"If we give you taxpayer dollars, you give us your vote. Okay?" That seems to be the message promoted by Elizabeth Warren, the Democratic candidate for Senate in Massachusetts.
In an effort to stuff welfare recipients into voting booths in November, Warren's daughter Amelia Warren Tyagi is spearheading an effort to force the state of Massachusetts to send out voter registration forms to state residents who are on welfare. The mailing will cost Massachusetts about $275,000. Incumbent Senator Scott Brown, Warren's indignant opponent, has responded, "I want every legal vote to count, but it's outrageous to use taxpayer dollars to register welfare recipients as part of a special effort to boost one political party over another. This effort to sign up welfare recipients is being aided by Elizabeth Warrant's daughter -- and it's clearly designed to benefit her mother's political campaign."
Where did Ms. Warren get the idea to appeal for votes that way? Of course, politicians throughout U.S. history have tried to use federal programs to sway voters, but the chief role model for Warren's scheme may be President Franklin Roosevelt with his New Deal programs.
When FDR was first elected president in 1932, he moved quickly to set up government bureaucracies to dole out federal funds. And FDR and his aides made sure that the huge bulk of such spending went to districts that he would need to carry at election time. To find out where he needed votes the most, FDR had his pollsters research the following question: "What swing states (or congressional districts) would benefit from special injections of federal dollars?"
To make sure the right states got the most cash, FDR established the Works Progress Administration (WPA) to fund roads and other public works in the key battleground states and congressional districts. The WPA hired Democrats to staff major positions and WPA workers sometimes openly campaigned for FDR and other Democrats at election time. For example, V. G. Copen, Democratic chairman in Indiana, said, "What I think will help is to change the WPA management from top to bottom. Put men in there who are… in favor of using these Democratic projects to make votes for the Democratic party."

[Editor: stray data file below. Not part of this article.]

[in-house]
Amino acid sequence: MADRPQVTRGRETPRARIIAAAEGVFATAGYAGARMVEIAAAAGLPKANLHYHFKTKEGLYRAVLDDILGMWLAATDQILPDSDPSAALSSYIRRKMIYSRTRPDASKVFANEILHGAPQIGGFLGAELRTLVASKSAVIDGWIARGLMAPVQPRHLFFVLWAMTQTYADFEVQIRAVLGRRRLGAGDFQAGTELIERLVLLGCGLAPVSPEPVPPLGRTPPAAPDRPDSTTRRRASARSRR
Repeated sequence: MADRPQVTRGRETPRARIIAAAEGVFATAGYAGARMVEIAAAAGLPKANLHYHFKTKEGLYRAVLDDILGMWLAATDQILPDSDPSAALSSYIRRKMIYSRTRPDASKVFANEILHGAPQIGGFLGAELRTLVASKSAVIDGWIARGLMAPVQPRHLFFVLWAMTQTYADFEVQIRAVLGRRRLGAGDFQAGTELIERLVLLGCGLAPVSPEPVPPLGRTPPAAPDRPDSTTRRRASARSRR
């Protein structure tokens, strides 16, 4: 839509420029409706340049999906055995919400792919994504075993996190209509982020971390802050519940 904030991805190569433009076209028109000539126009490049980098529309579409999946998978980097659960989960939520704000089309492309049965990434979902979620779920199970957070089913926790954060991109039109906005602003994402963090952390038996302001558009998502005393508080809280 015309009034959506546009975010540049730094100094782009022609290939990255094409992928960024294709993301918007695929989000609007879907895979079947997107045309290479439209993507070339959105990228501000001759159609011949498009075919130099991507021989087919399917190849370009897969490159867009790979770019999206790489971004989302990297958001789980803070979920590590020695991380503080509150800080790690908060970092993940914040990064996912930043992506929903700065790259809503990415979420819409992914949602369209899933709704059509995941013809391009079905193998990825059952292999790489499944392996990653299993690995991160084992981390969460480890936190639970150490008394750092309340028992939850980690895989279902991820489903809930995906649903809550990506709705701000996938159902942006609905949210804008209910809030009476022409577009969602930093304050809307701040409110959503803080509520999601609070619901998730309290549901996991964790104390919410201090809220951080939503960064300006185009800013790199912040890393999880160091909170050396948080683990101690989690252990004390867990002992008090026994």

FDR also used the system of federal relief, or welfare as we call it today, to secure votes. Elizabeth Warren is obviously intrigued by that possibility today, but what is interesting is that in 1932, when the first federal welfare program was adopted, Massachusetts was one of the few states that refused to take federal funds. Warren's predecessors in Massachusetts took a strict constitutional view that charity was a private concern: People help people, not politicians helping voters with other people's money. Joseph Ely, who was governor of Massachusetts in the 1930s, denounced the federalization of welfare, in part because he saw how politicians could abuse it. "Whatever the justification for relief," Ely said, "the fact remains that the way in which it has been used makes it the greatest political asset on the practical side of party politics ever held by any administration."
Ely, like FDR, was a Democrat, but Ely saw the need to limit federal aid and limit politicians' power to use that aid for political advantage. Other Democrats agreed. Newspaper reporter Thomas Stokes, who liked FDR, nonetheless won a Pulitzer Prize for his first-hand accounts of the WPA. He discovered the WPA to be "a grand political racket in which the taxpayer is the victim." When leading New Dealers turned on Stokes, he observed, "They sought refuge in the seductive philosophy that the end justifies the means and under this philosophy, they condoned the political organization of relief workers."
In a similar vein, Warren seems to condone the political organization of those on relief. But back in 1939, even leading Democrats saw the potential destruction of our political system if politicians could so blatantly buy votes. In that year, Senator Carl Hatch (D-N. Mex.) sponsored a successful bill to bar relief officials from blatantly campaigning for candidates. Warren, by trying to register those on welfare with taxpayer dollars, is opposing a principled stand by leading Democrats of the New Deal era, even those in her state of Massachusetts.